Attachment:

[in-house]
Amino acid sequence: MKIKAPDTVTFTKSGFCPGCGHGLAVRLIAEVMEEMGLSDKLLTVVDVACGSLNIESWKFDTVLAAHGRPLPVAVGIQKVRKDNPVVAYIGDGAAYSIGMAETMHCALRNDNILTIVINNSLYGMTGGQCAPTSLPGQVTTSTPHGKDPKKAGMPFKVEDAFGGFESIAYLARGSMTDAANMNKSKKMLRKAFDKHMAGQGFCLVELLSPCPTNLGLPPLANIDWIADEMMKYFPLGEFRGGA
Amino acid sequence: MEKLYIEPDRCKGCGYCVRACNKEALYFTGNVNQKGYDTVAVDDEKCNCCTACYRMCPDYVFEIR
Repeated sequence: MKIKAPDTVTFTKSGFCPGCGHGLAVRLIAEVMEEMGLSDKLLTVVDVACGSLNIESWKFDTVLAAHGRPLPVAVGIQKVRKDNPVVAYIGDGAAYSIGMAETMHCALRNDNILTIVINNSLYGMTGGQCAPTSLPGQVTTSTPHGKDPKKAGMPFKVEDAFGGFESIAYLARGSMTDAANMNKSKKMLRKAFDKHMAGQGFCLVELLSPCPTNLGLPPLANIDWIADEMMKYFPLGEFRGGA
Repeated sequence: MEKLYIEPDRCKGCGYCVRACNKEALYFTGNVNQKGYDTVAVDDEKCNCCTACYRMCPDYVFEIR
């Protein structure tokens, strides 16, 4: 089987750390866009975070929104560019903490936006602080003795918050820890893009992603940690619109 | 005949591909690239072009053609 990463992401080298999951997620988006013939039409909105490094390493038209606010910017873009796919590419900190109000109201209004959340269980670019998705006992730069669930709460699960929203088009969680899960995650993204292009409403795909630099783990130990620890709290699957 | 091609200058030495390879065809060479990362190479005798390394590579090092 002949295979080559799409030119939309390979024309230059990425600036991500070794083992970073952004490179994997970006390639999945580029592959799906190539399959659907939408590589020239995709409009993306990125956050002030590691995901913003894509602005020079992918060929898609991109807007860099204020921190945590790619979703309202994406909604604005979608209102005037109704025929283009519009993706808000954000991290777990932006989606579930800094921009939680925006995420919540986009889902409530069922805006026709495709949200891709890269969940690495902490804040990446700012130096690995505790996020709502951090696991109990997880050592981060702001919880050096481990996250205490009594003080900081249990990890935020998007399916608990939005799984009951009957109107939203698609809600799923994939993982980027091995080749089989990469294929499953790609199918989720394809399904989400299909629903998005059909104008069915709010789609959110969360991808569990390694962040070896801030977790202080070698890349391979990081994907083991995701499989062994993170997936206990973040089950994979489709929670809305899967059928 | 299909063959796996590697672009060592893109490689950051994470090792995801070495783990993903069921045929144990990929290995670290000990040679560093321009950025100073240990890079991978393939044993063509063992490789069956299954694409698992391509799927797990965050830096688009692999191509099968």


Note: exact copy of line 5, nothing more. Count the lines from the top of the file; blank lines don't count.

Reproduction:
Repeated sequence: MEKLYIEPDRCKGCGYCVRACNKEALYFTGNVNQKGYDTVAVDDEKCNCCTACYRMCPDYVFEIR